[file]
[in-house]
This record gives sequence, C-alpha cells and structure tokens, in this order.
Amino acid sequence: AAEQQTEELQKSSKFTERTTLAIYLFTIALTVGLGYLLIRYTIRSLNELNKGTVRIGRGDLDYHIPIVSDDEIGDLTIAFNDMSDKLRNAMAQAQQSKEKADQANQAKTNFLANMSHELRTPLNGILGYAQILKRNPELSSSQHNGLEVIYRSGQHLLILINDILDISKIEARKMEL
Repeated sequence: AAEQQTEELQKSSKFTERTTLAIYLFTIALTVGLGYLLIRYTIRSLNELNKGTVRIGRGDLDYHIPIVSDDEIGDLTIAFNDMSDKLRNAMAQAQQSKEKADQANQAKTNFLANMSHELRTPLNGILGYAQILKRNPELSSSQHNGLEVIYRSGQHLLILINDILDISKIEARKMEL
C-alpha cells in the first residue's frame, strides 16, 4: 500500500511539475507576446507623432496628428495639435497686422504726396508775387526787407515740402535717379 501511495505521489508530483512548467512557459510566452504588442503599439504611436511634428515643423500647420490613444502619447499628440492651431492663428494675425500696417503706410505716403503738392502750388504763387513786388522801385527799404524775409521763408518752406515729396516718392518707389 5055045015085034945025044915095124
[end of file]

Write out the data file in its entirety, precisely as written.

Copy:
[in-house]
This record gives sequence, C-alpha cells and structure tokens, in this order.
Amino acid sequence: AAEQQTEELQKSSKFTERTTLAIYLFTIALTVGLGYLLIRYTIRSLNELNKGTVRIGRGDLDYHIPIVSDDEIGDLTIAFNDMSDKLRNAMAQAQQSKEKADQANQAKTNFLANMSHELRTPLNGILGYAQILKRNPELSSSQHNGLEVIYRSGQHLLILINDILDISKIEARKMEL
Repeated sequence: AAEQQTEELQKSSKFTERTTLAIYLFTIALTVGLGYLLIRYTIRSLNELNKGTVRIGRGDLDYHIPIVSDDEIGDLTIAFNDMSDKLRNAMAQAQQSKEKADQANQAKTNFLANMSHELRTPLNGILGYAQILKRNPELSSSQHNGLEVIYRSGQHLLILINDILDISKIEARKMEL
C-alpha cells in the first residue's frame, strides 16, 4: 500500500511539475507576446507623432496628428495639435497686422504726396508775387526787407515740402535717379 501511495505521489508530483512548467512557459510566452504588442503599439504611436511634428515643423500647420490613444502619447499628440492651431492663428494675425500696417503706410505716403503738392502750388504763387513786388522801385527799404524775409521763408518752406515729396516718392518707389 5055045015085034945025044915095124